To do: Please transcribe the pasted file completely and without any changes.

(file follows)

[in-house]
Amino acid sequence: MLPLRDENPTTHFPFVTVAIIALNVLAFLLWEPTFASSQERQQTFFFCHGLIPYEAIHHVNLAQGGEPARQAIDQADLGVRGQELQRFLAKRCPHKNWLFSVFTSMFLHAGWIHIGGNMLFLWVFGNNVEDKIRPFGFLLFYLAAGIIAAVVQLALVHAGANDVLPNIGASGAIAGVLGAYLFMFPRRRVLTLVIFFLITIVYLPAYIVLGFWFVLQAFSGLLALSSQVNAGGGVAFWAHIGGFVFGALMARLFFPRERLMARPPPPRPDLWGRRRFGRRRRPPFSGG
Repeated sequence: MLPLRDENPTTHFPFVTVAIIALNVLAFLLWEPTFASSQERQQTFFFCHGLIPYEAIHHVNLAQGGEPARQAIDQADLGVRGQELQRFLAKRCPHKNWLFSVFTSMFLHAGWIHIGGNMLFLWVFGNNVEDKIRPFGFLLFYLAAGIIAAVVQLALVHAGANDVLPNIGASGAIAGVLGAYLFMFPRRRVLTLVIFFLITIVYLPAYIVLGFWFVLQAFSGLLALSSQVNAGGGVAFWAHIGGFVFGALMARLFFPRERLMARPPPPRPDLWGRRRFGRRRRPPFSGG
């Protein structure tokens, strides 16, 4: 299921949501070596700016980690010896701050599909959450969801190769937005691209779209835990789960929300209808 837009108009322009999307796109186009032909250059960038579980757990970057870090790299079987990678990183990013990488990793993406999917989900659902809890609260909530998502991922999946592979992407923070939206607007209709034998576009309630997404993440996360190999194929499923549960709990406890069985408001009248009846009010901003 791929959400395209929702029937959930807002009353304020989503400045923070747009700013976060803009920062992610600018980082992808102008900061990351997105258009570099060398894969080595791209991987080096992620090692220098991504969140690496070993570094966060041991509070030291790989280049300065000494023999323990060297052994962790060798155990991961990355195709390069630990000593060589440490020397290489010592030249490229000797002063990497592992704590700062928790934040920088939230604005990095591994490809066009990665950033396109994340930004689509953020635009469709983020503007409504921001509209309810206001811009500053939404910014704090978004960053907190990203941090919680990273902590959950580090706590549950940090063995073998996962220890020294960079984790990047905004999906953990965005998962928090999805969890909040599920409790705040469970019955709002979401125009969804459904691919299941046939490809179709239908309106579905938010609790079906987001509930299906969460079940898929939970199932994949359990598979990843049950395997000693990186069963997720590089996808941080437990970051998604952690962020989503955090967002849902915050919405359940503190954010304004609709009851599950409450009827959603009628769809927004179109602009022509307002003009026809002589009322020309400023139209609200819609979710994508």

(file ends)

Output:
[in-house]
Amino acid sequence: MLPLRDENPTTHFPFVTVAIIALNVLAFLLWEPTFASSQERQQTFFFCHGLIPYEAIHHVNLAQGGEPARQAIDQADLGVRGQELQRFLAKRCPHKNWLFSVFTSMFLHAGWIHIGGNMLFLWVFGNNVEDKIRPFGFLLFYLAAGIIAAVVQLALVHAGANDVLPNIGASGAIAGVLGAYLFMFPRRRVLTLVIFFLITIVYLPAYIVLGFWFVLQAFSGLLALSSQVNAGGGVAFWAHIGGFVFGALMARLFFPRERLMARPPPPRPDLWGRRRFGRRRRPPFSGG
Repeated sequence: MLPLRDENPTTHFPFVTVAIIALNVLAFLLWEPTFASSQERQQTFFFCHGLIPYEAIHHVNLAQGGEPARQAIDQADLGVRGQELQRFLAKRCPHKNWLFSVFTSMFLHAGWIHIGGNMLFLWVFGNNVEDKIRPFGFLLFYLAAGIIAAVVQLALVHAGANDVLPNIGASGAIAGVLGAYLFMFPRRRVLTLVIFFLITIVYLPAYIVLGFWFVLQAFSGLLALSSQVNAGGGVAFWAHIGGFVFGALMARLFFPRERLMARPPPPRPDLWGRRRFGRRRRPPFSGG
């Protein structure tokens, strides 16, 4: 299921949501070596700016980690010896701050599909959450969801190769937005691209779209835990789960929300209808 837009108009322009999307796109186009032909250059960038579980757990970057870090790299079987990678990183990013990488990793993406999917989900659902809890609260909530998502991922999946592979992407923070939206607007209709034998576009309630997404993440996360190999194929499923549960709990406890069985408001009248009846009010901003 791929959400395209929702029937959930807002009353304020989503400045923070747009700013976060803009920062992610600018980082992808102008900061990351997105258009570099060398894969080595791209991987080096992620090692220098991504969140690496070993570094966060041991509070030291790989280049300065000494023999323990060297052994962790060798155990991961990355195709390069630990000593060589440490020397290489010592030249490229000797002063990497592992704590700062928790934040920088939230604005990095591994490809066009990665950033396109994340930004689509953020635009469709983020503007409504921001509209309810206001811009500053939404910014704090978004960053907190990203941090919680990273902590959950580090706590549950940090063995073998996962220890020294960079984790990047905004999906953990965005998962928090999805969890909040599920409790705040469970019955709002979401125009969804459904691919299941046939490809179709239908309106579905938010609790079906987001509930299906969460079940898929939970199932994949359990598979990843049950395997000693990186069963997720590089996808941080437990970051998604952690962020989503955090967002849902915050919405359940503190954010304004609709009851599950409450009827959603009628769809927004179109602009022509307002003009026809002589009322020309400023139209609200819609979710994508």